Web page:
Phuket, I’ll Eat it if it’s Good: Discovering Patong Beach’s Street Eats
Phuket, just go!
by Timmy Potenciano | May 05, 2015
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Thailand is arguably one of the most famous destinations along the Banana Pancake Trail, a nickname given to the Southeast Asian route usually traveled by backpackers and tourists.
Part of its allure comes from the dizzying sensual overload of activities: the stunning scenery, the gritty nightlife, and of course, the food.
Phuket, Thailand’s largest island, is located on the southern coast overlooking the Andaman Sea. I recently found myself on Phuket’s sunny shores, but since I am not the hard-partying type to begin with (save for the one night on Soi Bangla where I met a British boy with soft eyes and a cute smile, but that’s another story), I decided to make this trip about two things: getting some sun, and eating all the street food I possibly could. “F_ck it, if it’s good, I’ll eat it,” was basically my mantra throughout the entire trip.
One of the most beautiful things about Thailand is that everything is unbelievably cheap, ESPECIALLY the food. You can get full on a meal for less than 100 Baht (approximately 130 $3). And the great thing is, even if it’s “cheap cheap,” quality is never sacrificed when it comes to food.
There’s so much to choose from! If you’re in Phuket, staying in Patong Beach provides you with no shortage of eateries, from the sit-down restaurants that serve American, Russian, Middle Eastern and fast food, to the holes in the wall and ambulant vendors that can be there one minute and gone the next.
Pad Thai. No trip to Thailand is complete without eating pad thai, Thailand’s ubiquitous stir-fried noodle dish. While there are many other noodle dishes you can try, pad thai is good for even the least adventurous of palates. You can also season according to your taste if overly spicy food isn’t your thing.
Thai Milk Tea. The best milk tea comes from the ambulant vendors that are scattered all over Patong. I was lucky to have a milk tea vendor right outside my hotel, right next to the 7-Eleven and pharmacy. Score! There is nothing like authentic Thai milk tea (or iced matcha) to quench your thirst on those notoriously hot days that Thailand is known for. These carts also sell flavoured sodas and milk drinks that you should also definitely try!
Fruit Shakes. Fresh, cheap fruit shakes and smoothies are abundant all over Patong, and nothing beats a fresh pineapple or banana shake to beat the heat.
Banana Pancakes. What kind of tourist would you be without trying the famous dessert that Southeast Asia is known for? For about 50B, you can order a fresh pancake that’s made on a little crepe grill, filled with your choice of toppings, and drizzled with condensed milk and chocolate syrup. My favourite is Nutella and banana!
Samosas. The Muslim community in Thailand is very large, and it’s no surprise that halal food carts are commonplace around Patong. Unlike Indian samosas, these are made with spring roll wrappers instead of thick pastry, but are just as good. And for 15a piece, they’re excellent for staving off hangovers from the night before.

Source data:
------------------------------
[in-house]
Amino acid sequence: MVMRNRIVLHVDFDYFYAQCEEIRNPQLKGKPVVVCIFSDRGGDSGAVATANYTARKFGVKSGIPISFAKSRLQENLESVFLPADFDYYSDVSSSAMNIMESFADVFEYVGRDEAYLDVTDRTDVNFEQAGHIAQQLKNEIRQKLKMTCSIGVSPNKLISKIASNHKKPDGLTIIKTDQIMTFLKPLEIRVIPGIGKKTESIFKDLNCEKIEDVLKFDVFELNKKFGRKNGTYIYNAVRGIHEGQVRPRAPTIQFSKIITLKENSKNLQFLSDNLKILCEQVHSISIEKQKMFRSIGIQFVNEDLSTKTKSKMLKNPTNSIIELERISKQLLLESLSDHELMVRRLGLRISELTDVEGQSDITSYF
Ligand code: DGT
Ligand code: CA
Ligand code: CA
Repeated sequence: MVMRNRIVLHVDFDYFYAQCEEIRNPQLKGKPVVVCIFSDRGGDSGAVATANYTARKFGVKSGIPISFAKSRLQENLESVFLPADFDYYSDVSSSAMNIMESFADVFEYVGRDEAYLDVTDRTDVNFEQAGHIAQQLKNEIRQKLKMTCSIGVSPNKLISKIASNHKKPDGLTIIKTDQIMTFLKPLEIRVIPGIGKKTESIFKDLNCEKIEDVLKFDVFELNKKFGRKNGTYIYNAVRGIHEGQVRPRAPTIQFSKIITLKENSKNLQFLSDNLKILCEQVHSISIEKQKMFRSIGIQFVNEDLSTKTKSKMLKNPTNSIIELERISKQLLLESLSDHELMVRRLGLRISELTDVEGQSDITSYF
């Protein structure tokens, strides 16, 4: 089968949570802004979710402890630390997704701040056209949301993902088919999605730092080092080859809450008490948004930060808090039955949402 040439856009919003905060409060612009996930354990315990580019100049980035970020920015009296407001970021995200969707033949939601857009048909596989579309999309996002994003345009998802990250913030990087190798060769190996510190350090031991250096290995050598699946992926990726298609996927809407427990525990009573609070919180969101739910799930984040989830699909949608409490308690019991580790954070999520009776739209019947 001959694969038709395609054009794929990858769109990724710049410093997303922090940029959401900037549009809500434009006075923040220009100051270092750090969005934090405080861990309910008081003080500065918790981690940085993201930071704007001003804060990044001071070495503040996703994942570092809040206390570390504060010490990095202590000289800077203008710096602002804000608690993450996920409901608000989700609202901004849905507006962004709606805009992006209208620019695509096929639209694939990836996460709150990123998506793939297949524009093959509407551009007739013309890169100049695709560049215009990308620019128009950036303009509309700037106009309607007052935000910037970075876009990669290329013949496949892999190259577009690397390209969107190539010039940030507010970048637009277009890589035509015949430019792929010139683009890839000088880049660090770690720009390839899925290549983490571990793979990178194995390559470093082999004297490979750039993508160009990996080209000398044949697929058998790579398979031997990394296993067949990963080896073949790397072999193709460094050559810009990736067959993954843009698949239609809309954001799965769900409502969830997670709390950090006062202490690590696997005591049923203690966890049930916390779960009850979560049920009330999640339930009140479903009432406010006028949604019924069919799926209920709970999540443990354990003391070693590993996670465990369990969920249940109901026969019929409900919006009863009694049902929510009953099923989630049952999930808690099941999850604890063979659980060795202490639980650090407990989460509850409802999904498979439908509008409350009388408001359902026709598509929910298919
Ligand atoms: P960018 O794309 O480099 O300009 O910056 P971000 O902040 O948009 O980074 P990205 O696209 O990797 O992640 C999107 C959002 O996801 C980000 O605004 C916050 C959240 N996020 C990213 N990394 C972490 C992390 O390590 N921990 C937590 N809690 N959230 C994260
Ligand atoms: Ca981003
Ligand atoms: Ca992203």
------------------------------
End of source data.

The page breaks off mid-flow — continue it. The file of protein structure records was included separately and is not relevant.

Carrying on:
Barbecue. Do NOT miss out on Thai barbecue! Anywhere you look, you’ll find hawkers that sell roasted squid, deep-fried food on sticks or grilled skewers.
Sai Oua. Have you ever eaten something so delicious that you were temporarily robbed of your ability to speak? This happened when I ate Sai Oua, quite possibly my favorite culinary discovery on this trip. I could not speak the moment I bit into this strange, yellow sausage, handed to me by a smiling vendor with an amazing tan and curly hair. Think of a German bratwurst, but flavoured with Asian spices like galangal, lemongrass and chillies instead. They also have a fermented sausage made with pork and vermicelli, which can be an acquired taste to some. Be adventurous!
Khanom Jeen. Trying to run away from oncoming rain on Soi Bangla one hot afternoon, I came across a noodle stand selling vermicelli with a buffet of fresh and fermented vegetable toppings and vats of curry with gnarled chicken feet and liver peeking out of it. Khanom Jeen stands out because of its extremely spicy and tangy flavor. My conversation with the vendor was lost in translation, and I allowed her to choose the soup base, while I put chopped vegetables and chilli on my food instead. It was so spicy I was banging the table with my fists, but still very good.
Coconut Ice Cream. Much like the Philippines’ dirty ice cream, the Thai take it a notch higher by serving it with sticky rice on the bottom, and toppings like sweet corn, peanuts, grass jelly, pink sago and basil seeds on top. Basically, it’s a hybrid of suman and halo halo and dirty ice cream, all rolled into one delicious bowl. They even serve it in bread, just like we do at home!
Mango Sticky Rice. This ubiquitous dessert can be found everywhere in Thailand, and the combination of freshly-sliced mango cheeks and sticky rice covered in a generous dollop of fresh coconut cream is the stuff that comfort food dreams are made of.
My only regret is that I was unable to try every single street food on Patong. The only solution I can think of is to save up to go back, and eat my way through Thailand once again.
From Manila, take a straight flight via Cebu Pacific to Phuket. From the airport, a taxi to your hotel will cost 500 baht one way. Tuktuks in Phuket cost 200 baht one way, unless you charter them for specific destinations.